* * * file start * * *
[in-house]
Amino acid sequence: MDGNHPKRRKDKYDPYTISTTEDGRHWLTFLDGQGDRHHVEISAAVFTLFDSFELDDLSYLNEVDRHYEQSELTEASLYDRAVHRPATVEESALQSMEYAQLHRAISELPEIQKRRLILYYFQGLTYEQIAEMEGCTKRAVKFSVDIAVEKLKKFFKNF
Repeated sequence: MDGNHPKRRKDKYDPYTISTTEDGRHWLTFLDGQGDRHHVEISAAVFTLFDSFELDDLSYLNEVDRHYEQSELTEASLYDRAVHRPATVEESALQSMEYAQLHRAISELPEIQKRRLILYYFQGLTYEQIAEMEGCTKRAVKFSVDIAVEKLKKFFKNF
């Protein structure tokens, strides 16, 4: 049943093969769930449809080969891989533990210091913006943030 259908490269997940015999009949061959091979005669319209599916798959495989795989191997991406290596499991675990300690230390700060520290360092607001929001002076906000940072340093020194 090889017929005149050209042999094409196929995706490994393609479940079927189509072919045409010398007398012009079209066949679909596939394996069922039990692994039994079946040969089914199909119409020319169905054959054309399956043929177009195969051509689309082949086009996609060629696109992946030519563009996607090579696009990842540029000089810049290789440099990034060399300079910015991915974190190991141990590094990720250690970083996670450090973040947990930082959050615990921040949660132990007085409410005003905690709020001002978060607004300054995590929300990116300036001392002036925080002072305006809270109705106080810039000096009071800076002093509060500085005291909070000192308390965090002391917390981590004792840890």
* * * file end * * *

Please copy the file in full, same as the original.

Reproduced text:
[in-house]
Amino acid sequence: MDGNHPKRRKDKYDPYTISTTEDGRHWLTFLDGQGDRHHVEISAAVFTLFDSFELDDLSYLNEVDRHYEQSELTEASLYDRAVHRPATVEESALQSMEYAQLHRAISELPEIQKRRLILYYFQGLTYEQIAEMEGCTKRAVKFSVDIAVEKLKKFFKNF
Repeated sequence: MDGNHPKRRKDKYDPYTISTTEDGRHWLTFLDGQGDRHHVEISAAVFTLFDSFELDDLSYLNEVDRHYEQSELTEASLYDRAVHRPATVEESALQSMEYAQLHRAISELPEIQKRRLILYYFQGLTYEQIAEMEGCTKRAVKFSVDIAVEKLKKFFKNF
């Protein structure tokens, strides 16, 4: 049943093969769930449809080969891989533990210091913006943030 259908490269997940015999009949061959091979005669319209599916798959495989795989191997991406290596499991675990300690230390700060520290360092607001929001002076906000940072340093020194 090889017929005149050209042999094409196929995706490994393609479940079927189509072919045409010398007398012009079209066949679909596939394996069922039990692994039994079946040969089914199909119409020319169905054959054309399956043929177009195969051509689309082949086009996609060629696109992946030519563009996607090579696009990842540029000089810049290789440099990034060399300079910015991915974190190991141990590094990720250690970083996670450090973040947990930082959050615990921040949660132990007085409410005003905690709020001002978060607004300054995590929300990116300036001392002036925080002072305006809270109705106080810039000096009071800076002093509060500085005291909070000192308390965090002391917390981590004792840890």